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Unformatted text preview: AP Physics B 2005 Scoring Guidelines Form B The College Board: Connecting Students to College Success The College Board is a not-for-profit membership association whose mission is to connect students to college success and opportunity. Founded in 1900, the association is composed of more than 4,700 schools, colleges, universities, and other educational organizations. Each year, the College Board serves over three and a half million students and their parents, 23,000 high schools, and 3,500 colleges through major programs and services in college admissions, guidance, assessment, financial aid, enrollment, and teaching and learning. Among its best-known programs are the SAT , the PSAT/NMSQT , and the Advanced Placement Program (AP ). The College Board is committed to the principles of excellence and equity, and that commitment is embodied in all of its programs, services, activities, and concerns. Copyright 2005 by College Board. All rights reserved. College Board, AP Central, APCD, Advanced Placement Program, AP, AP Vertical Teams, Pre-AP, SAT, and the acorn logo are registered trademarks of the College Entrance Examination Board. Admitted Class Evaluation Service, CollegeEd, Connect to college success, MyRoad, SAT Professional Development, SAT Readiness Program, and Setting the Cornerstones are trademarks owned by the College Entrance Examination Board. PSAT/NMSQT is a registered trademark of the College Entrance Examination Board and National Merit Scholarship Corporation. Other products and services may be trademarks of their respective owners. Permission to use copyrighted College Board materials may be requested online at: http://www.collegeboard.com/inquiry/cbpermit.html. Visit the College Board on the Web: www.collegeboard.com. AP Central is the official online home for the AP Program and Pre-AP: apcentral.collegeboard.com. AP PHYSICS B 2005 SCORING GUIDELINES (Form B) General Notes About 2005 AP Physics Scoring Guidelines 1. The solutions contain the most common method(s) of solving the free-response questions and the allocation of points for these solutions. Other methods of solution also receive appropriate credit for correct work. 2. Generally, double penalty for errors is avoided. For example, if an incorrect answer to part (a) is correctly substituted into an otherwise correct solution to part (b), full credit will usually be awarded. One exception to this may be cases when the numerical answer to a later part should be easily recognized as wrong, e.g., a speed faster than the speed of light in vacuum. 3. Implicit statements of concepts normally receive credit. For example, if use of the equation expressing a particular concept is worth one point, and a students solution contains the application of that equation to the problem but the student does not write the basic equation, the point is still awarded....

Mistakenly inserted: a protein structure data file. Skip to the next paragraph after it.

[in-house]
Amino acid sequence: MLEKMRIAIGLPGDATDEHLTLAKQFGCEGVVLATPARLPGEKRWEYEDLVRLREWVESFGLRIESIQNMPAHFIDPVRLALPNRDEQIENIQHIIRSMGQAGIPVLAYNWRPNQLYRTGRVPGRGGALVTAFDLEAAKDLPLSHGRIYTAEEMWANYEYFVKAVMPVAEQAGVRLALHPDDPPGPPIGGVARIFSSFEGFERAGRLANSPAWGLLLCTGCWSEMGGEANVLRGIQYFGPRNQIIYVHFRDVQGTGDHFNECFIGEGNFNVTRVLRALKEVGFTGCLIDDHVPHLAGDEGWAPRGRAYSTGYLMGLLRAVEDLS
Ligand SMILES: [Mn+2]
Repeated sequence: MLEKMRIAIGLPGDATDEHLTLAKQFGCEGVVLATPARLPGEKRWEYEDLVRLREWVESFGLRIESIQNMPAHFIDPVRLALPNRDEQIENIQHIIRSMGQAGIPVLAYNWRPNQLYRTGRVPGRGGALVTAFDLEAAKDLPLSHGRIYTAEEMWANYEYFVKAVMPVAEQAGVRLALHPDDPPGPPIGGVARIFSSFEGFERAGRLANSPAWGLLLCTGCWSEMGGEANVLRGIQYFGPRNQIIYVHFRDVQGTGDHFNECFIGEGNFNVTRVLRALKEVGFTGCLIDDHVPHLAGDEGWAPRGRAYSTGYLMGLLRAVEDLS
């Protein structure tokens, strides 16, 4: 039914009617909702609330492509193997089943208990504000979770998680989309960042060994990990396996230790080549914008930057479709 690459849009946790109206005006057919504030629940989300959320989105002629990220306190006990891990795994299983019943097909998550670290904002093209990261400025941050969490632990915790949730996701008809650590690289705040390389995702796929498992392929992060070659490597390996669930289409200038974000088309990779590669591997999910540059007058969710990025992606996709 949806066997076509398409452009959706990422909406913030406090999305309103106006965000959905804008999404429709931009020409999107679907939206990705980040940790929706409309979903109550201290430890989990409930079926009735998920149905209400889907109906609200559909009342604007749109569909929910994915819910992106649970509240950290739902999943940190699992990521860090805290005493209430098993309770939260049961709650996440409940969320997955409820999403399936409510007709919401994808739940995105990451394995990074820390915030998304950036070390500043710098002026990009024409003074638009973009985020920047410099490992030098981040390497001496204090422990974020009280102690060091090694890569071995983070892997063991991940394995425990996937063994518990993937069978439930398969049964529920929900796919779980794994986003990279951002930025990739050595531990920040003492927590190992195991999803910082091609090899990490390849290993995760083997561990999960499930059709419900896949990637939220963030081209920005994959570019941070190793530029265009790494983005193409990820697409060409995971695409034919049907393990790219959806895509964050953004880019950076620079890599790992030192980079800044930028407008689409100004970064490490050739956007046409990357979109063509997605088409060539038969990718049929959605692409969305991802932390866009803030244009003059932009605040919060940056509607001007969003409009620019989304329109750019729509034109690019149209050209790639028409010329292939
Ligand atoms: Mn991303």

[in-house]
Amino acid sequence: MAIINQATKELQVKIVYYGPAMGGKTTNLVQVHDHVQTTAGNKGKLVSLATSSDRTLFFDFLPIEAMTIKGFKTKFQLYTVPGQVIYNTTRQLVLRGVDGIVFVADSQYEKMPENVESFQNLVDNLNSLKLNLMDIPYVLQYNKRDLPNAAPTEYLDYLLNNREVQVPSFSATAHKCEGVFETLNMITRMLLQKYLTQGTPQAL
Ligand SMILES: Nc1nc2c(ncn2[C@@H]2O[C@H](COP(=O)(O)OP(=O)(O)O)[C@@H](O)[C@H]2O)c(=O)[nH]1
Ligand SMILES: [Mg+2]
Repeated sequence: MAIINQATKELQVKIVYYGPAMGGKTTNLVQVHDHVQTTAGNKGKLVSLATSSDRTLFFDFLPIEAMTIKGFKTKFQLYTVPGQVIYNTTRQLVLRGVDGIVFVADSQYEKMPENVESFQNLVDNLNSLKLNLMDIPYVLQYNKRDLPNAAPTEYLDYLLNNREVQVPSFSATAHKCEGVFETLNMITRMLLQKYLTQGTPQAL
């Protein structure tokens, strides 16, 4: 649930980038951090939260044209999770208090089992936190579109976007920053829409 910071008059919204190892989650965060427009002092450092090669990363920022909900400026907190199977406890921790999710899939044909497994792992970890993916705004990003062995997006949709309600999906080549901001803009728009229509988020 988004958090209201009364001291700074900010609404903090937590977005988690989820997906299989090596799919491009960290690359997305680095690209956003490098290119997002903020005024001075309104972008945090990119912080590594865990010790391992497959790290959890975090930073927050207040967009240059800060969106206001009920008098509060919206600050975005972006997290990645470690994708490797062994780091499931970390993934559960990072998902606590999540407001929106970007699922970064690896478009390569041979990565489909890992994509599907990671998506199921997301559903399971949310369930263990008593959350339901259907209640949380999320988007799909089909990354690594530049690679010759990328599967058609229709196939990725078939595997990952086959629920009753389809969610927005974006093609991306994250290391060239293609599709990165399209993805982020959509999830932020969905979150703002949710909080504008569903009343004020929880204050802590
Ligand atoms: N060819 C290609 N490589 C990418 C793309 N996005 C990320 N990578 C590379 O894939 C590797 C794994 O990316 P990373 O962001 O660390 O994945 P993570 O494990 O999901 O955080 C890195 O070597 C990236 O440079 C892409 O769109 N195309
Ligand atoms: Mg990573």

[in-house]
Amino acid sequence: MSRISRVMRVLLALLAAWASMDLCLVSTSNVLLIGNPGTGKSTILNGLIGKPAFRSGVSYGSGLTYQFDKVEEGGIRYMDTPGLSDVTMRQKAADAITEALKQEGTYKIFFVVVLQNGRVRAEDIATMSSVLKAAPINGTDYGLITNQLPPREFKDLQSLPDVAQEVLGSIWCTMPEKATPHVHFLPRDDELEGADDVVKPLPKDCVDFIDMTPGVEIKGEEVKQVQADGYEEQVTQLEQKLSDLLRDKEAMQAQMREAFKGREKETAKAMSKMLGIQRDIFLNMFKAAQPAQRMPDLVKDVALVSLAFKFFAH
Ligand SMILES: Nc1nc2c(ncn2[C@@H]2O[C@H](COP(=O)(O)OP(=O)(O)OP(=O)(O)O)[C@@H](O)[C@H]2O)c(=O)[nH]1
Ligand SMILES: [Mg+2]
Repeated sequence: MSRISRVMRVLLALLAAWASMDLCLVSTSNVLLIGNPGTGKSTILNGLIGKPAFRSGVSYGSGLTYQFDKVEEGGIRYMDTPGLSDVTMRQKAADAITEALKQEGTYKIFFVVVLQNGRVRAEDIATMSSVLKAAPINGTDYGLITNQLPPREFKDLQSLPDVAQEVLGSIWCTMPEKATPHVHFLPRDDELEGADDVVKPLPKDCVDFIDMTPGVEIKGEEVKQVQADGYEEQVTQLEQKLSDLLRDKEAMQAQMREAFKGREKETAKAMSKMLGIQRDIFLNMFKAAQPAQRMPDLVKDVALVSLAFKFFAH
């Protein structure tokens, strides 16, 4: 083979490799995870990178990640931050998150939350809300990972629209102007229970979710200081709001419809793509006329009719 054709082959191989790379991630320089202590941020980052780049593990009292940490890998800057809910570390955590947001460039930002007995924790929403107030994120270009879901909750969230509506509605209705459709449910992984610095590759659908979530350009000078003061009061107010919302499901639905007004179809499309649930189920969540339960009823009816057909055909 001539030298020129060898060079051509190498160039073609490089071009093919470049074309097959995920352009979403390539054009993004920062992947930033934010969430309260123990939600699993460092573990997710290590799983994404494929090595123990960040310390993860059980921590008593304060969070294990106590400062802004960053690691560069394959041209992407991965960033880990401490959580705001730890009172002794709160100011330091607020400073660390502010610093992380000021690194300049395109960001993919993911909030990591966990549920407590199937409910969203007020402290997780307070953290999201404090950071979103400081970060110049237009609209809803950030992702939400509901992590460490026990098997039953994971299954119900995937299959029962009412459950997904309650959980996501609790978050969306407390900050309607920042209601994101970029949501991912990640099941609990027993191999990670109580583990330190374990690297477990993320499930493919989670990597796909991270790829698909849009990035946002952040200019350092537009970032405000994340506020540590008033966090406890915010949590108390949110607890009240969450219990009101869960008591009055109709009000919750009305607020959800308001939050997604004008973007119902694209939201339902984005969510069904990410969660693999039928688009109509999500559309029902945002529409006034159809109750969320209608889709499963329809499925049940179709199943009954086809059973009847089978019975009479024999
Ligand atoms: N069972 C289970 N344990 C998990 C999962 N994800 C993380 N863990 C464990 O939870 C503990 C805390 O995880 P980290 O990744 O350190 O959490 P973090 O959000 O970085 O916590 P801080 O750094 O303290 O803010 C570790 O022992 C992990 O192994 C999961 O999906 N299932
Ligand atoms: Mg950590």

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- Spring '11